Gold and silver, as well as copper, have suffered continued losses in response to central bank rhetoric, most importantly from the US Federal Reserve regarding their resolve to bring down runaway inflation through aggressive rate hikes. A development that continues to raise headwinds for investment metals through its impact on the dollar which has jumped 10% against a basket of major currencies this year, while US 10-year real yields have seen their biggest jump in decades, currently up 1.8% in 2022.
Demand for investment metals will likely remain challenged until we see the dollar and bond yields stabilizing, perhaps not until a deteriorating economic outlook forces a rethink or inflation fails to fall at the pace currently projected by the market. Since Federal Reserve Chairman Powell’s hawkish speech at Jackson Hole last Friday, forward inflation expectations have declined further with the inflation swaps out to five years now all pointing to inflation below 3%.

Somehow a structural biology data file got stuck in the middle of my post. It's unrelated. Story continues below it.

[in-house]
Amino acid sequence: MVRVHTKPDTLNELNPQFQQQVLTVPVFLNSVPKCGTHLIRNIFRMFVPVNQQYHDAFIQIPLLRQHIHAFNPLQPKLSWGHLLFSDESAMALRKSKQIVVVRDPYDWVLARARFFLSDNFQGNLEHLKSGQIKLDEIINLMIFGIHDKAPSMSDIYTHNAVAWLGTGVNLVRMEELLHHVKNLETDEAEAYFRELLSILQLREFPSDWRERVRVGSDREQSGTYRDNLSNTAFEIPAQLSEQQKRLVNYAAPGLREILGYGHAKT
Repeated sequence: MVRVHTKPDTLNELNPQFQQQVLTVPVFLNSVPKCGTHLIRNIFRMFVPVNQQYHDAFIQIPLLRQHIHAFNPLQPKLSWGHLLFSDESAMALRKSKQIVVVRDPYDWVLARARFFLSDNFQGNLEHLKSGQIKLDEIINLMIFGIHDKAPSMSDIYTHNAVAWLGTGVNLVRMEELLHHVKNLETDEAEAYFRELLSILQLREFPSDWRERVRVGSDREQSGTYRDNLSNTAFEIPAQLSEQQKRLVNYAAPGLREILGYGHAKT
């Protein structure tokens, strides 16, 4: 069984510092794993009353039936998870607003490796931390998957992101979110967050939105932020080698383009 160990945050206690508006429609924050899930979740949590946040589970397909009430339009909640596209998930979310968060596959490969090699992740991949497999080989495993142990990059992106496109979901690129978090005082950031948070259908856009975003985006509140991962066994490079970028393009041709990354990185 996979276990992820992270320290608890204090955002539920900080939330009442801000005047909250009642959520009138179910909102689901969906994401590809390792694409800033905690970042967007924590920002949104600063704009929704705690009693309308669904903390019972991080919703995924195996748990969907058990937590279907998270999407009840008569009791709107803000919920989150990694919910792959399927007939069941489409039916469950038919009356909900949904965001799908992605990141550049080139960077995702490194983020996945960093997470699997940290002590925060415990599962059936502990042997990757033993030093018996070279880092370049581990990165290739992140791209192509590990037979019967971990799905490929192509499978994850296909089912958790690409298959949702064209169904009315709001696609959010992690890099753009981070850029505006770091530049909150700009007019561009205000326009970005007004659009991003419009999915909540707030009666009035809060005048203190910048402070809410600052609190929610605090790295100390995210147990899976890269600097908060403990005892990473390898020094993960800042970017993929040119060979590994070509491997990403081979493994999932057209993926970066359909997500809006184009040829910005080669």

In a recent update, titled “Core inflation is unofficially dead” my colleague Peter Garnry highlighted why elevated food and energy prices will support higher than expected inflation for longer with climate change and the green transformation being inflationary in the years to come. A development that leads us to believe that in an inflationary environment the tangible world, which includes commodities, must increase dramatically, so investors should invest in the tangible world to offset the inflation risk in order to preserve wealth in real terms.